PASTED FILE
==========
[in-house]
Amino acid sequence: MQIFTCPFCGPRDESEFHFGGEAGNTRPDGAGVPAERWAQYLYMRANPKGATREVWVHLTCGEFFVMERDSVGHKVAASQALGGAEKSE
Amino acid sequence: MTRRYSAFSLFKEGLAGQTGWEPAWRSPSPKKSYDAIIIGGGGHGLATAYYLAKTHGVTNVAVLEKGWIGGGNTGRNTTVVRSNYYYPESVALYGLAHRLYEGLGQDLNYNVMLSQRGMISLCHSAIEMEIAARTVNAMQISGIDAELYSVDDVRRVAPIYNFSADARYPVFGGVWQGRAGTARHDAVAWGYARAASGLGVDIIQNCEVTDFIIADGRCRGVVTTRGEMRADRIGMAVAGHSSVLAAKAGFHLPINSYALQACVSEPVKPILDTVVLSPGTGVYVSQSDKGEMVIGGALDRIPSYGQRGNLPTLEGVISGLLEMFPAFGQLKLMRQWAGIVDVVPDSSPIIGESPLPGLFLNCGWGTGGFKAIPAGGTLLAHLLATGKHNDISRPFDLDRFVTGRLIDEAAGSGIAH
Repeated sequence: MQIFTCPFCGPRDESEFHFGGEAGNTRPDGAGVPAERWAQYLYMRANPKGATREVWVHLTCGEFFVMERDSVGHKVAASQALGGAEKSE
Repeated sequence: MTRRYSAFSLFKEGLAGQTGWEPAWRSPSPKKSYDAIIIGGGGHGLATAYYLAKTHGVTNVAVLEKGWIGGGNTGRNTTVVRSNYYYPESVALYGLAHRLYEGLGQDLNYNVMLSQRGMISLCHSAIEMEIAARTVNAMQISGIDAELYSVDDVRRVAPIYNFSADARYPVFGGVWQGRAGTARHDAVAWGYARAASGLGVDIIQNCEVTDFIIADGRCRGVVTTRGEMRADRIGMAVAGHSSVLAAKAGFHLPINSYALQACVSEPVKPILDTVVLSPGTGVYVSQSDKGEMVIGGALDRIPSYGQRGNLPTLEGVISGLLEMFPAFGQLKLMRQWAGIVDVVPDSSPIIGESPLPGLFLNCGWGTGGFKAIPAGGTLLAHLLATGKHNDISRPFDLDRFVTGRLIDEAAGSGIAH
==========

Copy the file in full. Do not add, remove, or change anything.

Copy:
[in-house]
Amino acid sequence: MQIFTCPFCGPRDESEFHFGGEAGNTRPDGAGVPAERWAQYLYMRANPKGATREVWVHLTCGEFFVMERDSVGHKVAASQALGGAEKSE
Amino acid sequence: MTRRYSAFSLFKEGLAGQTGWEPAWRSPSPKKSYDAIIIGGGGHGLATAYYLAKTHGVTNVAVLEKGWIGGGNTGRNTTVVRSNYYYPESVALYGLAHRLYEGLGQDLNYNVMLSQRGMISLCHSAIEMEIAARTVNAMQISGIDAELYSVDDVRRVAPIYNFSADARYPVFGGVWQGRAGTARHDAVAWGYARAASGLGVDIIQNCEVTDFIIADGRCRGVVTTRGEMRADRIGMAVAGHSSVLAAKAGFHLPINSYALQACVSEPVKPILDTVVLSPGTGVYVSQSDKGEMVIGGALDRIPSYGQRGNLPTLEGVISGLLEMFPAFGQLKLMRQWAGIVDVVPDSSPIIGESPLPGLFLNCGWGTGGFKAIPAGGTLLAHLLATGKHNDISRPFDLDRFVTGRLIDEAAGSGIAH
Repeated sequence: MQIFTCPFCGPRDESEFHFGGEAGNTRPDGAGVPAERWAQYLYMRANPKGATREVWVHLTCGEFFVMERDSVGHKVAASQALGGAEKSE
Repeated sequence: MTRRYSAFSLFKEGLAGQTGWEPAWRSPSPKKSYDAIIIGGGGHGLATAYYLAKTHGVTNVAVLEKGWIGGGNTGRNTTVVRSNYYYPESVALYGLAHRLYEGLGQDLNYNVMLSQRGMISLCHSAIEMEIAARTVNAMQISGIDAELYSVDDVRRVAPIYNFSADARYPVFGGVWQGRAGTARHDAVAWGYARAASGLGVDIIQNCEVTDFIIADGRCRGVVTTRGEMRADRIGMAVAGHSSVLAAKAGFHLPINSYALQACVSEPVKPILDTVVLSPGTGVYVSQSDKGEMVIGGALDRIPSYGQRGNLPTLEGVISGLLEMFPAFGQLKLMRQWAGIVDVVPDSSPIIGESPLPGLFLNCGWGTGGFKAIPAGGTLLAHLLATGKHNDISRPFDLDRFVTGRLIDEAAGSGIAH